[edit on 1-4-2010 by all2human]

[edit on 1-4-2010 by all2human]



posted on Apr, 1 2010 @ 01:37 AM
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I hear a horn playing taps.



posted on Apr, 1 2010 @ 01:37 AM
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Lovelock has become concerned about the threat of global warming from the greenhouse effect. In 2004 he caused a media sensation when he broke with many fellow environmentalists by pronouncing that "only nuclear power can now halt global warming". In his view, nuclear energy is the only realistic alternative to fossil fuels that has the capacity to both fulfill the large scale energy needs of humankind while also reducing greenhouse emissions. He is an open member of Environmentalists for Nuclear Energy.

In 2005, against the backdrop of renewed UK government interest in nuclear power, Lovelock again publicly announced his support for nuclear energy, stating, "I am a Green, and I entreat my friends in the movement to drop their wrong.ed objection to nuclear energy".[18] Although these interventions in the public debate on nuclear power are recent, his views on it are longstanding.

en.wikipedia.org...




I agree with Lovelock to a certain extent - that we are in a massive amount of trouble from burning of fossil fuels and overpopulation. The only things that will save us from the consequences is pushing promising future technologies are hard as we can.

[edit on 1/4/2010 by C0bzz]



posted on Apr, 1 2010 @ 01:38 AM
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Originally posted by all2human
I am sorry but,I agree with this man 100%,


Uhm, so you think we should suspend Democracy and Capitalism?

[edit on 1-4-2010 by yellowcard]



posted on Apr, 1 2010 @ 01:40 AM
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If life is still here after brutal solar flares and several high energy asteroid impacts, I think it'll be ok. A couple of centuries of burning a product of nature isn't going to destroy a small sphere in the milky way galaxy mostly composed of water's thermodynamic susceptibility for life.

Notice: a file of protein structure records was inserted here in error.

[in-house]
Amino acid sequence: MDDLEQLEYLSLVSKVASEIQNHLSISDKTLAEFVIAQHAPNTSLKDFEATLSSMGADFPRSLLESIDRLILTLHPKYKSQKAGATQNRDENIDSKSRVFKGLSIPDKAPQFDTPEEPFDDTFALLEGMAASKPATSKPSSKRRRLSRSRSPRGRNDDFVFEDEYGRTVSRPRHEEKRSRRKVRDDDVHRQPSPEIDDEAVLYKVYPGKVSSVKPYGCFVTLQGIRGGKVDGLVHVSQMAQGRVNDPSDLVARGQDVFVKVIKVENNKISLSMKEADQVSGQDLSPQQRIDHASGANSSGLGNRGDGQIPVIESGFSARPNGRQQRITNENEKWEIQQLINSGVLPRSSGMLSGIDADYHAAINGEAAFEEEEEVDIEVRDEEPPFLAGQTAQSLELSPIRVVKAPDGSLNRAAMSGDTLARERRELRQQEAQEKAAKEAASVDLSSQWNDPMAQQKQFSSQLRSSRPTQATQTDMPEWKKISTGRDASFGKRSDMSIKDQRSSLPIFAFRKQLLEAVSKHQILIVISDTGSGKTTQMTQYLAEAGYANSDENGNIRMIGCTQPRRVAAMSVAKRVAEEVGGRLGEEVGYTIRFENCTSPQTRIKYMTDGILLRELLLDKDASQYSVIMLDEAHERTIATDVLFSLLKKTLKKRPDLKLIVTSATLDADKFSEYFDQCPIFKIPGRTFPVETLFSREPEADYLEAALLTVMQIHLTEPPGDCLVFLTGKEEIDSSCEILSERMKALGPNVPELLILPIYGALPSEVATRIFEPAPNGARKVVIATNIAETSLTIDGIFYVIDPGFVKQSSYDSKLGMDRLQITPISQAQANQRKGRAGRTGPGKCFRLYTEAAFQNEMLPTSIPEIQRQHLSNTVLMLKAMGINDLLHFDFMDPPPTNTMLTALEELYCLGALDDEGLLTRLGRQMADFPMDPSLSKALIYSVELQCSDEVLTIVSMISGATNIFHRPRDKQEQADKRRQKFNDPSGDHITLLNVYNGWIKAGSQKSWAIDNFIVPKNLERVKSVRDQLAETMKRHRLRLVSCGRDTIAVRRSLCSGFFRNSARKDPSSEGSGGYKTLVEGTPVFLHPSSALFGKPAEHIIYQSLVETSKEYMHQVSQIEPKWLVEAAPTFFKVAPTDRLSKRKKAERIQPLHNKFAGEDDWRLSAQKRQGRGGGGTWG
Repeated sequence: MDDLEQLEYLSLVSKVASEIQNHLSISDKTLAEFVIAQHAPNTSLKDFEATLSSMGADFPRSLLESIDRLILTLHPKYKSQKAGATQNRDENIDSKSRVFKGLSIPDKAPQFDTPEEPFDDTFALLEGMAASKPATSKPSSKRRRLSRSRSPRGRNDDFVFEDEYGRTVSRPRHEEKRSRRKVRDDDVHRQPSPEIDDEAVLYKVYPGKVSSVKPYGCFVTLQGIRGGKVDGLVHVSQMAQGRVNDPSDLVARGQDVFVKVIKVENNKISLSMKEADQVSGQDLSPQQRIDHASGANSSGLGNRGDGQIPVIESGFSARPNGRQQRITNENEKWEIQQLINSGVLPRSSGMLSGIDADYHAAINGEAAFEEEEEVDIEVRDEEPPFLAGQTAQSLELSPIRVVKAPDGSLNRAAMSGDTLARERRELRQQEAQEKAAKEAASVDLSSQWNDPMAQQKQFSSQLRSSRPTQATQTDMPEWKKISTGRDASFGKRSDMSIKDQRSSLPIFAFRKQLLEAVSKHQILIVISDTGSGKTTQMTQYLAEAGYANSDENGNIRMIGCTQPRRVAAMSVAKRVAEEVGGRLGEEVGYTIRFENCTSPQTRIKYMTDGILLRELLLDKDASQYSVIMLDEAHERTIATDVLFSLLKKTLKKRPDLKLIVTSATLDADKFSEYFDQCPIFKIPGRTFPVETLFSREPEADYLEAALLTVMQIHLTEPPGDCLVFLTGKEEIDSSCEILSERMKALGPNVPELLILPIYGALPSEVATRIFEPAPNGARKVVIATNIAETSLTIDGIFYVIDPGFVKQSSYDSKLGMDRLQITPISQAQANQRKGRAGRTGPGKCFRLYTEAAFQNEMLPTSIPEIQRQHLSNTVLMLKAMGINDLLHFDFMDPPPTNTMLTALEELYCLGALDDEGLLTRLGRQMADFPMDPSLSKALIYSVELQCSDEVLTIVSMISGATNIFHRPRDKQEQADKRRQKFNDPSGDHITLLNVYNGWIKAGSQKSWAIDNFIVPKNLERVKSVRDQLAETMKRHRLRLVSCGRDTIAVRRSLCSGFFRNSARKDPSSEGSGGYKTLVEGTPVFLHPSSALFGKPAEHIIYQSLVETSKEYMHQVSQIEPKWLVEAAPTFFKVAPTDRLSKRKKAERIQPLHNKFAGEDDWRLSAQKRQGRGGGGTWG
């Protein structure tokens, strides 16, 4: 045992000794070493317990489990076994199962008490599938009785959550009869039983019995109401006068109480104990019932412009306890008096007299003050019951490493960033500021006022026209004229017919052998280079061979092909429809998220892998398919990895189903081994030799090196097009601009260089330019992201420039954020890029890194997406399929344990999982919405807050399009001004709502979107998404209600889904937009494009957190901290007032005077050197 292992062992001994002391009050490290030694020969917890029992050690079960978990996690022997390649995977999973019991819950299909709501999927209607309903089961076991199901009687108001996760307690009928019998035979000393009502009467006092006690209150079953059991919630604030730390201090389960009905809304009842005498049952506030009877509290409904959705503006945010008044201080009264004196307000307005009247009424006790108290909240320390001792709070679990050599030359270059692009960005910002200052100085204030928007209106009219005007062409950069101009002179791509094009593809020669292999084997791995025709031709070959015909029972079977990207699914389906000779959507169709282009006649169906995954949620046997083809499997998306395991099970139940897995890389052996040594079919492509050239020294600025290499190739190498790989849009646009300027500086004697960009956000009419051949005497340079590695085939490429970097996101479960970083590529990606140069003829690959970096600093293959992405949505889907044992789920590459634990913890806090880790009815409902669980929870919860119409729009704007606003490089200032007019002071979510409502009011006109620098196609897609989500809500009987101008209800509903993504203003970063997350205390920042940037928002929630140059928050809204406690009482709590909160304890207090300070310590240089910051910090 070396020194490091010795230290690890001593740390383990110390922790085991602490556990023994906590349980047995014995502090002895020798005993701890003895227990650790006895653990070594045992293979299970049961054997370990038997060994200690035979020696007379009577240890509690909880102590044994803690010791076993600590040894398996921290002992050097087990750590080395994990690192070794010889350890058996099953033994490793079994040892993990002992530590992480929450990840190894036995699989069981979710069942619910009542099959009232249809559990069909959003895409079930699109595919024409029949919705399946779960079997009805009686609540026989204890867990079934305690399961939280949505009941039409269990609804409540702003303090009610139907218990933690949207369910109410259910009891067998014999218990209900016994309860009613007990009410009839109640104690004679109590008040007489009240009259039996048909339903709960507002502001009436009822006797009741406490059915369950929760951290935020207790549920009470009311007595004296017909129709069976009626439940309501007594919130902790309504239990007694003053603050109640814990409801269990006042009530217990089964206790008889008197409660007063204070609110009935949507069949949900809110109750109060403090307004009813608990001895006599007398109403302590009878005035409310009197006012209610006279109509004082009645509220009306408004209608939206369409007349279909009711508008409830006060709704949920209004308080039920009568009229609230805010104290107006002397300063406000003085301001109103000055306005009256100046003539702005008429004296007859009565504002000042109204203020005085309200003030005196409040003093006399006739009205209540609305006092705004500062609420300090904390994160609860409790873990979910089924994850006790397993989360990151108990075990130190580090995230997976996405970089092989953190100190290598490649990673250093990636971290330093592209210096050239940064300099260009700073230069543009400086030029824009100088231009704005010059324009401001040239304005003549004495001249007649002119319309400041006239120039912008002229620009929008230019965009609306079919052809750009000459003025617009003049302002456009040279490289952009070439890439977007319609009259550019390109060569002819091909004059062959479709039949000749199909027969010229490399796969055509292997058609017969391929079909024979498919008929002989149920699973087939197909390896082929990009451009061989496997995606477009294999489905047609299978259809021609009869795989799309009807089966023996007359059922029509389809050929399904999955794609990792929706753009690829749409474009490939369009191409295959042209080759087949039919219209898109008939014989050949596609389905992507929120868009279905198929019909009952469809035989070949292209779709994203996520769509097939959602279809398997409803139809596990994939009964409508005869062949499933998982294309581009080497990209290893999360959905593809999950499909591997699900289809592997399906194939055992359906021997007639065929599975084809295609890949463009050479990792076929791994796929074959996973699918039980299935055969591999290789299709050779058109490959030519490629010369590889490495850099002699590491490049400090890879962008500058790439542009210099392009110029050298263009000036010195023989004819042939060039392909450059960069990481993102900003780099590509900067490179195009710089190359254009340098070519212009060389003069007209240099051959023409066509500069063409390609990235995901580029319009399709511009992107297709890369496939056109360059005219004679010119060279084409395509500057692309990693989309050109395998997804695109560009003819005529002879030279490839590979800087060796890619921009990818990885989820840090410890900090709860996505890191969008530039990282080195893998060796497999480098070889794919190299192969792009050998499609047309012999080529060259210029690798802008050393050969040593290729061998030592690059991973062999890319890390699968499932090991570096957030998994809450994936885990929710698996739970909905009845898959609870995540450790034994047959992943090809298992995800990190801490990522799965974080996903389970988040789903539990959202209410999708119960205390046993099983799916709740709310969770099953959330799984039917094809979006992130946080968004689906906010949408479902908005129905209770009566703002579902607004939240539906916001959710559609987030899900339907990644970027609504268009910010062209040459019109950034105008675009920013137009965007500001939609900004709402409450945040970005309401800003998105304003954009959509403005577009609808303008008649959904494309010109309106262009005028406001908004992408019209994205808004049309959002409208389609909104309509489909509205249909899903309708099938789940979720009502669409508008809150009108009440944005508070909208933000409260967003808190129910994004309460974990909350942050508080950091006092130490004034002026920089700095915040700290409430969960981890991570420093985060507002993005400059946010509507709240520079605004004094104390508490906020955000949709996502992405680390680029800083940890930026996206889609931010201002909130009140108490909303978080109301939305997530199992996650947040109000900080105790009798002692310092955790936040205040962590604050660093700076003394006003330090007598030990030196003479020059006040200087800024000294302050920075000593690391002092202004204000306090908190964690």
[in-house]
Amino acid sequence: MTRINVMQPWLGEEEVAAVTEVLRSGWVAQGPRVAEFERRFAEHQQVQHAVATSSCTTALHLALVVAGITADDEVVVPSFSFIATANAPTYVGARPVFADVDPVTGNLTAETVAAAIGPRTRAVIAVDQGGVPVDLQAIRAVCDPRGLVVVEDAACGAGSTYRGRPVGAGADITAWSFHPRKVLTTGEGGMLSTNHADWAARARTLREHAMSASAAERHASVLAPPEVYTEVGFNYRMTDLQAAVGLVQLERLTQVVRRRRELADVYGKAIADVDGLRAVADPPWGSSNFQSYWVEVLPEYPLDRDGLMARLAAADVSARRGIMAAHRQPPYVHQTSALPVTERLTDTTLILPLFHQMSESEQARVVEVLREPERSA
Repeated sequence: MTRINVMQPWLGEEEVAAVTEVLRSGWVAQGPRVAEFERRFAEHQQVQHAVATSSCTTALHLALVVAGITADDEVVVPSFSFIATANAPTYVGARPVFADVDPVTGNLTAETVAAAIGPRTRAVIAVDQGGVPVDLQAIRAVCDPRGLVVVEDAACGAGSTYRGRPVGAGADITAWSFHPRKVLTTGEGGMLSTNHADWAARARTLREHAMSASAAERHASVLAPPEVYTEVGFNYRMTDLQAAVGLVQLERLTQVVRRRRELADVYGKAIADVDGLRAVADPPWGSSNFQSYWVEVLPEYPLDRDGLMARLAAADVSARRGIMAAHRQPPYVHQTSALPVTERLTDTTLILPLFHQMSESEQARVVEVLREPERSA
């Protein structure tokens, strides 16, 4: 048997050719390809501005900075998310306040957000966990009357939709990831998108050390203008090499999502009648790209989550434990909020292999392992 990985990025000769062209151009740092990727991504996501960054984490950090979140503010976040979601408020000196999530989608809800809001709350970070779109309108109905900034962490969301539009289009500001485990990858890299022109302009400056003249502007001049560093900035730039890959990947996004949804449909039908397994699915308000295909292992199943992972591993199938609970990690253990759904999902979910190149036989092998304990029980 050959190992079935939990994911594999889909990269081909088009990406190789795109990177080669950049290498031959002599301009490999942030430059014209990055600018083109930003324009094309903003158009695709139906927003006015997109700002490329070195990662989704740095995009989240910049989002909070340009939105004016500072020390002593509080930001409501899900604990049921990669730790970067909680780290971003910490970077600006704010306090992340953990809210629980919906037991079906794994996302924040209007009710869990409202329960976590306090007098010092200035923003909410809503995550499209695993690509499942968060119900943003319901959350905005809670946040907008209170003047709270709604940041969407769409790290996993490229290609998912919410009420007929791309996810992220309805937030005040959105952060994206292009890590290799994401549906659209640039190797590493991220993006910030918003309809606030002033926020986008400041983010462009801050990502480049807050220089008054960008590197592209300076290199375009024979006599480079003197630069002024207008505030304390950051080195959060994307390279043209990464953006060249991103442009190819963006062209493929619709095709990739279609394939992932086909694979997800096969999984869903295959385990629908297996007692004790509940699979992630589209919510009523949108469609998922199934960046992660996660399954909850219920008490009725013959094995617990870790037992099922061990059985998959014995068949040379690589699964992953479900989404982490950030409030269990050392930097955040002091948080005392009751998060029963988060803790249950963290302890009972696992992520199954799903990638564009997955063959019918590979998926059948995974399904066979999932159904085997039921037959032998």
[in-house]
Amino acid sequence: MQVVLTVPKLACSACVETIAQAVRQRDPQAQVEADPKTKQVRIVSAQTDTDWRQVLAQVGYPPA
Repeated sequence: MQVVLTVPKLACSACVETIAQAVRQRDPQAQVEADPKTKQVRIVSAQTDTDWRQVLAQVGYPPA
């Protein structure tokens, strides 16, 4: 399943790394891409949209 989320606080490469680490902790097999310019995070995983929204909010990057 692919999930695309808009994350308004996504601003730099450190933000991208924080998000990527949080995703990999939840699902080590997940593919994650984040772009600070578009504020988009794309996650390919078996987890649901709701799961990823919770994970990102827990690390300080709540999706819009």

posted on Apr, 1 2010 @ 01:55 AM
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reply to post by yellowcard
 


If a catastrophe was apon us or occurred and we still had TIME,andThe only way we could affect change would be to stop the cycle $,and it was proven that democracy needed to be suspended(which imo, already has ) in order to save the planet,then i'm all in




[edit on 1-4-2010 by all2human]



posted on Apr, 1 2010 @ 02:50 AM
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reply to post by Eitimzevinten
 


If life is still here after brutal solar flares and several high energy asteroid impacts, I think it'll be ok. A couple of centuries of burning a product of nature isn't going to destroy a small sphere in the milky way galaxy mostly composed of water's thermodynamic susceptibility for life.

You're right, but that isn't the point. Lovelock isn't saying Earth is going to be destroyed, or even that all life on it is; he's saying climate change is likely to make it uninhabitable by humans, or nearly so.

*


reply to post by all2human
 

It would seem the catastrophe is already upon us.

Suspending democracy and capitalism will not avert it, but may improve the chances of human survival.

It won't happen, though. Instead, we will cling to democracy and capitalism until they are no longer practicable because environmental conditions have reduced all life to a merciless, morality-free struggle for survival.

Democracy and capitalism are luxuries, you see. And the time when humanity could afford such luxuries is rapidly drawing to a close. Climate-change deniers, incidentally, are merely speeding the day.



posted on Apr, 1 2010 @ 11:37 AM
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If Lovelock had been half his age, I doubt if he would make such proclaimations of fatalism. As much as I respect him, I do not agree with his fatalistic view, for it smacks right of science arrogance, if not delusions.

Everyday, we are witnessing the evolution and progress in the scientific and technological fields, as we build upon and expand current knowledge to great heights of understanding.

While we are not ‘masters of the universe’ today, it does not mean we will not reach such zenith. Very much of our science is still in its infancy yet, and as we progress, it would only be natural we will reach apogee one day.

As to how soon and how much in time we can save humanity, it will be a question mark.

But as long as we don’t stop trying and attempting, or give in to fatalism, there is still hope, based on science.

And let us not forget, there is still the spiritual side and answer, of which even science had not caught up to yet, but had been around for centuries and responsible for ‘unexplainable coincidences’ in human history throughout.

So there is hope, as well as determination to offset the climate change which had been around for centuries through better human planning of resources and habitation.

But for Lovelock, I guess his time is running out, which accounts for his lost of hope and subscription to fatalism.